Google Named No. 3 Spam Provider

 
 
By Larry Seltzer  |  Posted 2009-01-06 Email Print this article Print
 
 
 
 
 
 
 

New forms of spam and similar abuse find a welcome home at Google, and the company doesn't yet seem up to the security task of fighting them. Perhaps it's a responsiveness issue.

Much has been made of the recent revelation that Google had reached No. 4 on Spamhaus' list of "The 10 Worst Spam Service ISPs." In fact, as I check now, Google is No. 3.

It's no secret why Gmail is such a big spamming source now: Spammers have had success cracking the CAPTCHA tests and creating Gmail accounts from which to spam. Because the spam comes from a domain reputation systems can't block because it's so popular, spam from these accounts has an advantage in getting past many anti-spam systems.

But some other ISPs and mail service providers with lousy reputations, in the older sense of the word, are not in the top 10. Microsoft had been a fixture in the Spamhaus list and Comcast was once known as a happy hunting ground for botnet herders. Both of these companies seem to have turned the corner.

I could tell Comcast had changed its ways when I saw a discussion on a mailing list I'm on (I'll protect their reputations by not mentioning the name) where users were all steamed that Comcast had blocked access to external SMTP connections through TCP port 25.

This is the single most effective way that ISPs can block spam from coming out of their networks from botnets, and in fact there are other ports that need to be blocked nowadays, like SMB networking. Bots usually send e-mail directly out port 25 to the recipient domain, which usually works because, by default, port 25 is unauthenticated. If you want to use an non-Comcast mail server, you have to use TCP port 587, which is authenticated by default. I don't know for sure, but I'll wager the conventional ISPs on Spamhaus' list, headed up by sistemnet.com.tr (that's Systemnet Telekom in Turkey), give unfettered access to port 25.

Richard D G Cox, CIO of The Spamhaus Project, says the real difference these days isn't just stuff like port 25 blocking ("That's such a 'nineties' (or should that be 'eighties'?) issue"), but responsiveness to complaints, and not just from well-known complainers like Spamhaus.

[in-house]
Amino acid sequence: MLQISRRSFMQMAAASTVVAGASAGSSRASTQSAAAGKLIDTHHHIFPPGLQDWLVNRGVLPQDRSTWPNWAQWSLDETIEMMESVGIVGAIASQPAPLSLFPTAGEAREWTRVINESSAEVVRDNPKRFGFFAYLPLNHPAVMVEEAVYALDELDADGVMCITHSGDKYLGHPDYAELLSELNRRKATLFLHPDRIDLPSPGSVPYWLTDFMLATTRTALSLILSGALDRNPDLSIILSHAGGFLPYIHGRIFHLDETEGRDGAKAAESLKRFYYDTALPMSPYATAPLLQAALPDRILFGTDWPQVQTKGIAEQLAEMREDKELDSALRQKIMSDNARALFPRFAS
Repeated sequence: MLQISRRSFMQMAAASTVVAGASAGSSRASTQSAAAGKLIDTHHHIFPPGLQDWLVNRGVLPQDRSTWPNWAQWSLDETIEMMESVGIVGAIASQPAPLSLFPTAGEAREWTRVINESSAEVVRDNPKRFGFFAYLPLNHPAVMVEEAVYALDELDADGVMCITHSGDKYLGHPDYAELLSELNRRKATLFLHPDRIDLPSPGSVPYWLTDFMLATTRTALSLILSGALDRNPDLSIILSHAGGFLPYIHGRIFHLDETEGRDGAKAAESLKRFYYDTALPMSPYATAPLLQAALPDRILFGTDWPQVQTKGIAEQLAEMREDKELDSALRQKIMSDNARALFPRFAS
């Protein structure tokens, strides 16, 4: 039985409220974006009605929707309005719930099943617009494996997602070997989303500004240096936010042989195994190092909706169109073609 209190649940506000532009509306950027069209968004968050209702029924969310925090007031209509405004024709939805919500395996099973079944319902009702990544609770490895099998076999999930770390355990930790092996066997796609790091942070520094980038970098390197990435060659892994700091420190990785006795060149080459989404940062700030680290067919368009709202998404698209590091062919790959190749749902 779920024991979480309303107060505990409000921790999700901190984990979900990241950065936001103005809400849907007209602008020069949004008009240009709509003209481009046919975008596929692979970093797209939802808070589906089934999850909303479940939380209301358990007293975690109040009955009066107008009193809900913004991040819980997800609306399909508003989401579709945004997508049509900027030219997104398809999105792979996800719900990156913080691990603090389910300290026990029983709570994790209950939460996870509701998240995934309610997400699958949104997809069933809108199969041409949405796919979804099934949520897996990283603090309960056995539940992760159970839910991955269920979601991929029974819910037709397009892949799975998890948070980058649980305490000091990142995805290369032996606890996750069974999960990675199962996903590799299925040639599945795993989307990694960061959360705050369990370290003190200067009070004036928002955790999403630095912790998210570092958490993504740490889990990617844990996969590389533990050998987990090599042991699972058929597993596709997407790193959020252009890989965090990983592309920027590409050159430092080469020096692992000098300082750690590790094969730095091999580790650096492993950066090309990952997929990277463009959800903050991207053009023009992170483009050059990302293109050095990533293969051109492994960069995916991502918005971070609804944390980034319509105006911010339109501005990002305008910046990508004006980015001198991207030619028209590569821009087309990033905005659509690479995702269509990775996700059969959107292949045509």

Cox said, "You see, one of the most difficult things for any organization to accomplish is to see their own operation as it is seen from outside the organization. And that is especially true of IT-related organizations." It's easy to relate to this. And it's not just having the right perspective; lots of organizations probably figure they have their hands full going after the problems they know about. But if they're falling behind, it means they're not dedicating sufficient resources to the problem.



 
 
 
 
Larry Seltzer has been writing software for and English about computers ever since—,much to his own amazement—,he graduated from the University of Pennsylvania in 1983.

He was one of the authors of NPL and NPL-R, fourth-generation languages for microcomputers by the now-defunct DeskTop Software Corporation. (Larry is sad to find absolutely no hits on any of these +products on Google.) His work at Desktop Software included programming the UCSD p-System, a virtual machine-based operating system with portable binaries that pre-dated Java by more than 10 years.

For several years, he wrote corporate software for Mathematica Policy Research (they're still in business!) and Chase Econometrics (not so lucky) before being forcibly thrown into the consulting market. He bummed around the Philadelphia consulting and contract-programming scenes for a year or two before taking a job at NSTL (National Software Testing Labs) developing product tests and managing contract testing for the computer industry, governments and publication.

In 1991 Larry moved to Massachusetts to become Technical Director of PC Week Labs (now eWeek Labs). He moved within Ziff Davis to New York in 1994 to run testing at Windows Sources. In 1995, he became Technical Director for Internet product testing at PC Magazine and stayed there till 1998.

Since then, he has been writing for numerous other publications, including Fortune Small Business, Windows 2000 Magazine (now Windows and .NET Magazine), ZDNet and Sam Whitmore's Media Survey.
 
 
 
 
 
 
 

Submit a Comment

Loading Comments...
 
Manage your Newsletters: Login   Register My Newsletters























 
 
 
 
 
 
 
 
 
 
 
Rocket Fuel